Women, men and money
Praising Pigovian taxes

Wrong IDs cost IRS billions

Why does the IRS insist on not making its employees work?

First there was the debt collection issue. Instead of sending IRS agents after taxpayers who aren't paying their bills, the agency -- over much opposition and probably for not much longer -- opted to outsource the job to private collectors.

Now the IRS doesn't want its folks spending time tracking down wrong tax ID numbers that show up on copies of W-2 and 1099-MISC forms that the agency receives from employers. That decision, according to a recent tax watchdog report, is costing the U.S. Treasury big bucks.

Tigta_logo An investigation by the Treasury Inspector General for Tax Administration (TIGTA) found that in 2004, the IRS received around 3.8 million miscellaneous income statements reporting some $150 billion in earnings. Taxes on that money, however, went uncollected because the IRS computers couldn't match the Social Security numbers on the forms to tax returns already in the system.

TIGTA was curious as to whether any tax money on those form with mismatched names and ID numbers could be recovered. So investigators looked a little more closely at 620 of the statements, the ones that reported income of more than $60,000.

By using info in the IRS' automated data systems, TIGTA said it manually matched half of those forms to existing taxpayer accounts. And that meant the taxes then could be collected.

The IRS acknowledges that it could do the same thing. But agency officials say the cost of manually tracking down mismatched names and IDs might exceed any tax money the effort would produce.

That's a stupid argument.

OK, I know the IRS has budget issues (who doesn't?) and is looking for cost effective ways to operate (who isn't?). But just letting people off the tax hook because it's not easy to get the money from them turns our tax system into a completely arbitrary system.

Everybody who owes any amount should pay that amount. And one of the IRS' jobs is making sure they do just that.

Irs_logo_208 Same old excuse: This isn't the first time IRS has tried to weasel out of something that's not easy to accomplish.

Back in July, TIGTA questioned the accuracy of Free File tax software (blogged about here). Doing the tests that TIGTA recommended then, said the IRS, would be a "monumental task."

Now we have the "not worth the effort" argument, which is what the agency also used when it farmed out collection duties to private collectors. (My series of posts on the collection debacle can be found here).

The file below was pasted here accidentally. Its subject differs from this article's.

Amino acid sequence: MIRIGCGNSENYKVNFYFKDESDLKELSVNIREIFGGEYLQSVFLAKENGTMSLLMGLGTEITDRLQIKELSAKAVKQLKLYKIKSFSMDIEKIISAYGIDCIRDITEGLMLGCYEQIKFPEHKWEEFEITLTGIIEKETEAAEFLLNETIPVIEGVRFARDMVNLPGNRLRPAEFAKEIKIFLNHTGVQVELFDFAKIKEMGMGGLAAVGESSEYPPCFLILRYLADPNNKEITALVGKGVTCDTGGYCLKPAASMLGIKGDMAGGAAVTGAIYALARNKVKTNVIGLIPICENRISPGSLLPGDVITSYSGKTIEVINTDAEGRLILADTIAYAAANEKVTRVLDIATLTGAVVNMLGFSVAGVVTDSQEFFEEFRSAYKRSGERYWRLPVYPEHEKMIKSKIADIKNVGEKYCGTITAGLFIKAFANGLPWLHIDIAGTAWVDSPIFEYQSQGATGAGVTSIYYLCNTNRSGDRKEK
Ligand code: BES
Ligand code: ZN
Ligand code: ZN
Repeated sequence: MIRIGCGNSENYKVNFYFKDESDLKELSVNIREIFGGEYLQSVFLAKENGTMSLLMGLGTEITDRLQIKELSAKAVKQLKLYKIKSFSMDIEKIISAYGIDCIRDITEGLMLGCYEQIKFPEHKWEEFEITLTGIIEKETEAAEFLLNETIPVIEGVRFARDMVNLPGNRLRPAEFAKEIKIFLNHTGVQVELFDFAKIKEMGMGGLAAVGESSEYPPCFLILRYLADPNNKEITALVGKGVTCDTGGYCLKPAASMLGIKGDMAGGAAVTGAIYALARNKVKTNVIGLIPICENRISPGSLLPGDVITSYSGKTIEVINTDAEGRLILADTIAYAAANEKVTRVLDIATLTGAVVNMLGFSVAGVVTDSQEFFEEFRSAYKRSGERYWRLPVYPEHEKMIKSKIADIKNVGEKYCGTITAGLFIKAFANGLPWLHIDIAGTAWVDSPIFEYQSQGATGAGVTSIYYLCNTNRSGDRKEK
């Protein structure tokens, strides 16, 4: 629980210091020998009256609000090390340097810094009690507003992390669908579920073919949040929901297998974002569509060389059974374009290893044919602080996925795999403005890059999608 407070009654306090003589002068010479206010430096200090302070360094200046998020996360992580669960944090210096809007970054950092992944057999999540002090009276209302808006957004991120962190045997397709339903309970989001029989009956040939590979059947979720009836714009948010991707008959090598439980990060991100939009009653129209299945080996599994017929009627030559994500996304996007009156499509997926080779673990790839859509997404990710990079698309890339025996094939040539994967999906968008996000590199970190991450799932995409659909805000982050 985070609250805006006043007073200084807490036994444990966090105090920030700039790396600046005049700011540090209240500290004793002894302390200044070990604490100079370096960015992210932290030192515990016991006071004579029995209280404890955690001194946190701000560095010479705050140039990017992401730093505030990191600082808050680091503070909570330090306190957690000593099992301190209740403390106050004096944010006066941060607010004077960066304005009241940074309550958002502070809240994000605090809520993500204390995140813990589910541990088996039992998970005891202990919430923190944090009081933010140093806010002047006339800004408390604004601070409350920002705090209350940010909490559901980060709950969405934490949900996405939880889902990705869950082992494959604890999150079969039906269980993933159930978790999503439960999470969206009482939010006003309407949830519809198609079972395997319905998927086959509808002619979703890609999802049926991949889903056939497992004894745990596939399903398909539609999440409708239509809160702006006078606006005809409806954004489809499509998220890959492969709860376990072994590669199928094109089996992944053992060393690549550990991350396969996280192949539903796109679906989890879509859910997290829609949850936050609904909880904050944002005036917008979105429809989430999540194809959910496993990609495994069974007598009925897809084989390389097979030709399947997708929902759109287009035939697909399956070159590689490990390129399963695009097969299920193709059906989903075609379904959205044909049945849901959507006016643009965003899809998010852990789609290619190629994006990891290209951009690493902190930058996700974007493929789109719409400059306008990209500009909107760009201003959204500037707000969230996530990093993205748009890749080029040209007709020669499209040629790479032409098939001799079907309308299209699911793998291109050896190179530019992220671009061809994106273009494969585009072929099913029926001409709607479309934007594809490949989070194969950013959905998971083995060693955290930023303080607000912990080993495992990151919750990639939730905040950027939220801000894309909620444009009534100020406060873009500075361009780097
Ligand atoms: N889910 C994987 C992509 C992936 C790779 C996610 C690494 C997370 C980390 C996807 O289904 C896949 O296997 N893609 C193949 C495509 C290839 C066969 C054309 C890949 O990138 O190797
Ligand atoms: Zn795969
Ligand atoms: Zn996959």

What is this? All the whining about how hard things are. Is the IRS being run by 5-year-olds?

TIGTA also is not amused.

"This audit clearly shows that increased examination of statements with erroneous or mismatched numbers more than pays for itself in additional revenue," said Inspector General J. Russell George of his agency's matching effort. "The IRS's opposition to this recommendation is confounding."

Will Congress now weigh in on the issue? The White House already has lent its support to the TIGTA recommendation that legislation be enacted to require employers to verify the accuracy of ID numbers for the employees they hire.

And the IRS should at least consider the TIGTA suggestion that the agency focus on income and wage statements with mismatched names and IDs that report higher incomes.

Since our federal budget deficit keeps growing right along with the estimated $345 billion annual tax gap -- money the IRS says it is owed but which isn't paid -- shifting some employees to ID-matching duty is a no-brainer.

When the IRS does check: If we put in the wrong tax ID for ourself, our spouse or any dependents, you can be sure that the IRS will notice.

And when our nine-digit identifier is missing or incorrect, even because of an innocent mistake,  any associated tax breaks we claim -- such as a personal exemption or child or dependent tax credit -- will be promptly disallowed.

So when you do file, whether it's your 2006 return in a few weeks at the Oct. 15 extension deadline or your 2007 Form 1040 next year, be sure you get all the ID numbers on your form and on there correctly.


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You're right that in the case of W-2s some taxes are withheld and remitted to the IRS. But in most cases, that amount alone is not sufficient to cover a person's tax bill. Also, the study looked at 1099 income, in which there is no withholding. So combined, large amounts of taxes that should have been paid on income reported on 1040 forms by the recipients of the W-2s and 1099s was not collected.


" Taxes on that money, however, went uncollected because the IRS computers couldn't match the Social Security numbers on the forms to tax returns already in the system."

How can the above statement be true? Along with millions of others, my employer deducts withholding and FICA taxes from my paycheck and forwards it to the IRS.

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